Home » Articles » Is Hell the Consequence for Breaking the 10 Commandments?

Is Hell the Consequence for Breaking the 10 Commandments?

by Dr. Eitan Bar
14 minutes read

And he gave Moses the two tablets of the covenant law,
the tablets of stone inscribed by the finger of God. (Exodus 31:18)

Many wonder if violating the Ten Commandments will lead to eternal damnation in Hell. I am sure you came across videos by Christian minister Ray Comfort because they are being advertised and have gained about half a billion views on social media platforms. They became known primarily for his “Ten Commandments Interview.” In these video interviews, Comfort corners strangers in public places to get them to admit they are sinners for breaking the ten commandments. His interrogation involves questions like: “Have you ever told a lie in your life?” “Have you ever stolen anything?” “Have you ever looked at a woman with lust?” If we are being honest, it is impossible to answer these questions with a ‘no.’ It is enough to have answered ‘so beautiful!’ when a bride asked for your opinion on her hideous dress, and now you are a liar. It is also enough to have taken a pen from the office and never returned it, and now you are a thief as well. As for lust, this reminds me of one of my doctoral classes in which all the participants happened to be men. At some point, the professor asked, “If anyone here has never fantasized about lesbians, please raise your hand.” Faces turned red, but not a single hand was raised. Theologians, pastors, ministers—we have all done it.

Then, Comfort continues by explaining to his interviewees about God’s holiness, “You have to be perfect in God’s eyes. Morally perfect.” Says Comfort.[i] Otherwise, “if God judges you according to the ten commandments,” you are doomed forever. The punishment is everlasting condemnation “in the lake of fire,” concludes Comfort.

So, because God is holy, he will have to punish you in hell for eternity. Or, to use the words of another reformed preacher, Paul Washer: “We owed a debt to God because of our sin. And that debt was eternal punishment.[ii]

On one occasion, [iii] in August of 2022, Comfort asks a young Israeli-Jewish guy on the street, “Have you ever looked at a woman with lust?” Comfort says to the guy’s positive reply that according to Jesus, it’s the same as committing adultery. Therefore, on judgment day, he would be thrown to hell.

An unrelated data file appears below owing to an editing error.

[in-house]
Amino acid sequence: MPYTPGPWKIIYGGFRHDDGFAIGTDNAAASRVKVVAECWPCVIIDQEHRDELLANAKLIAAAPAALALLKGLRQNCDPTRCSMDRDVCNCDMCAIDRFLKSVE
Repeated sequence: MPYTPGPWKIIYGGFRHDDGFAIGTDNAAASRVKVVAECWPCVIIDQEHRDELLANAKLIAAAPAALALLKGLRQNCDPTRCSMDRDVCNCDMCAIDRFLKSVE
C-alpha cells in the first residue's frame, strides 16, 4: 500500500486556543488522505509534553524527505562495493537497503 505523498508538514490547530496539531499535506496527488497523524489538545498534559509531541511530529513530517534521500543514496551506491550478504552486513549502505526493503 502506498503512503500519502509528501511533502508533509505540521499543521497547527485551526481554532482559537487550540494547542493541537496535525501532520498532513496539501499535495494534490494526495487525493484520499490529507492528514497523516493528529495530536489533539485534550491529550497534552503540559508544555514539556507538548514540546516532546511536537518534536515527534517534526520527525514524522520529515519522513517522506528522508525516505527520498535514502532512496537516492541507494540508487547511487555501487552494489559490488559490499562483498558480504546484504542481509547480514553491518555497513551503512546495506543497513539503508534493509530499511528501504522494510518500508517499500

Now let’s take a step back and unpack the logic behind Comfort’s argument. One of the Ten Commandments Comfort loves using the most says:

You shall not commit adultery. (Exodus 20:14).

Once Comfort gets the young men to admit to looking at a woman with lust, he then continues onto the following verse:

I tell you that anyone who looks at a woman lustfully has already committed adultery with her in his heart. (Matthew 5:28).

There. It’s biblically proven. These wicked lawbreakers are on their way to hell. Forever.

Comfort’s logic works like this: Any legal offense against the Ten Commandments, even the lightest of offenses (like a temporary look at a beautiful woman with lust), deserves severe and eternal punishment — to be burnt in hell forever and ever. Comfort is essentially saying to young single men this: God created you with a robust sexual urge as part of who you are. However, if you think about sexuality for even a second – and you definitely will – God will cast you to hell for eternity.

I realize these videos are great for raising five million USD a year from like-minded Christians.[iv] But who on earth will want to believe such a message?

Let’s apply Comfort’s evangelistic logic to daily life. Imagine living in a country where a police officer could sentence you to a lifetime in prison for parking in a non-parking zone, or a parent could execute their child for watching porn. The moral standards and ethics of such a country would seem harsh and disproportionate, and you would likely try to escape this “North Korea” to another country. Yet, this is the “kingdom of God” we often hear about from pastors and evangelists. A God who will condemn you to eternal hell for simply looking at a woman with lust.

But the problem is not with Jesus and the Law but with how Comfort and others misuse the Law when associating it with our eternal spiritual destination.